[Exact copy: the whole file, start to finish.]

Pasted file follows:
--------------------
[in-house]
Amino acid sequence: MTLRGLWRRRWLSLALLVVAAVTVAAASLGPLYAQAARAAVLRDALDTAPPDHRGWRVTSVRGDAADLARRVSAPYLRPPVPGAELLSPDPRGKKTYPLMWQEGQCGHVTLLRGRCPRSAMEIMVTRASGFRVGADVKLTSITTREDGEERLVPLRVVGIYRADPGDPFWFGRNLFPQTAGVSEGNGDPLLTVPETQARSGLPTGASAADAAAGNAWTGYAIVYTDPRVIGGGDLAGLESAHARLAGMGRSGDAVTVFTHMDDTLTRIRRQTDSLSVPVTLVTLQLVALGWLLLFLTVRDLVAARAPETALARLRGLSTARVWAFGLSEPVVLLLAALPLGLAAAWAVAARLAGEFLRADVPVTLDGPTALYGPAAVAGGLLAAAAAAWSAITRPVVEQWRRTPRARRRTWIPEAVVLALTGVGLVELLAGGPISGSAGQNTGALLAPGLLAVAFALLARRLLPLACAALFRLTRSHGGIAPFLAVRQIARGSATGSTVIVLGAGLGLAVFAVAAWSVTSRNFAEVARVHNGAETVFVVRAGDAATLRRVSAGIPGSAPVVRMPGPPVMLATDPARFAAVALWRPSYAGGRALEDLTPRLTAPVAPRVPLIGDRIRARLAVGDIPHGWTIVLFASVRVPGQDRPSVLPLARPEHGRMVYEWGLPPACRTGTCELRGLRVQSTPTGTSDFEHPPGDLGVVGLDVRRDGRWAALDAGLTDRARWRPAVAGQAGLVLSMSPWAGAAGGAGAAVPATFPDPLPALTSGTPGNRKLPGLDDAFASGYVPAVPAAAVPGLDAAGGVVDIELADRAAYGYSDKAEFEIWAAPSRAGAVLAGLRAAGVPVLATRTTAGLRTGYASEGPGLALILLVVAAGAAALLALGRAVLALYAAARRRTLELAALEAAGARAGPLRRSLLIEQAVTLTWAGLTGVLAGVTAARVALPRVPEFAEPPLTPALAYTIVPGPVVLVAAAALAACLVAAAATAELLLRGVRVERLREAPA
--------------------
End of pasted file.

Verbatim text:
[in-house]
Amino acid sequence: MTLRGLWRRRWLSLALLVVAAVTVAAASLGPLYAQAARAAVLRDALDTAPPDHRGWRVTSVRGDAADLARRVSAPYLRPPVPGAELLSPDPRGKKTYPLMWQEGQCGHVTLLRGRCPRSAMEIMVTRASGFRVGADVKLTSITTREDGEERLVPLRVVGIYRADPGDPFWFGRNLFPQTAGVSEGNGDPLLTVPETQARSGLPTGASAADAAAGNAWTGYAIVYTDPRVIGGGDLAGLESAHARLAGMGRSGDAVTVFTHMDDTLTRIRRQTDSLSVPVTLVTLQLVALGWLLLFLTVRDLVAARAPETALARLRGLSTARVWAFGLSEPVVLLLAALPLGLAAAWAVAARLAGEFLRADVPVTLDGPTALYGPAAVAGGLLAAAAAAWSAITRPVVEQWRRTPRARRRTWIPEAVVLALTGVGLVELLAGGPISGSAGQNTGALLAPGLLAVAFALLARRLLPLACAALFRLTRSHGGIAPFLAVRQIARGSATGSTVIVLGAGLGLAVFAVAAWSVTSRNFAEVARVHNGAETVFVVRAGDAATLRRVSAGIPGSAPVVRMPGPPVMLATDPARFAAVALWRPSYAGGRALEDLTPRLTAPVAPRVPLIGDRIRARLAVGDIPHGWTIVLFASVRVPGQDRPSVLPLARPEHGRMVYEWGLPPACRTGTCELRGLRVQSTPTGTSDFEHPPGDLGVVGLDVRRDGRWAALDAGLTDRARWRPAVAGQAGLVLSMSPWAGAAGGAGAAVPATFPDPLPALTSGTPGNRKLPGLDDAFASGYVPAVPAAAVPGLDAAGGVVDIELADRAAYGYSDKAEFEIWAAPSRAGAVLAGLRAAGVPVLATRTTAGLRTGYASEGPGLALILLVVAAGAAALLALGRAVLALYAAARRRTLELAALEAAGARAGPLRRSLLIEQAVTLTWAGLTGVLAGVTAARVALPRVPEFAEPPLTPALAYTIVPGPVVLVAAAALAACLVAAAATAELLLRGVRVERLREAPA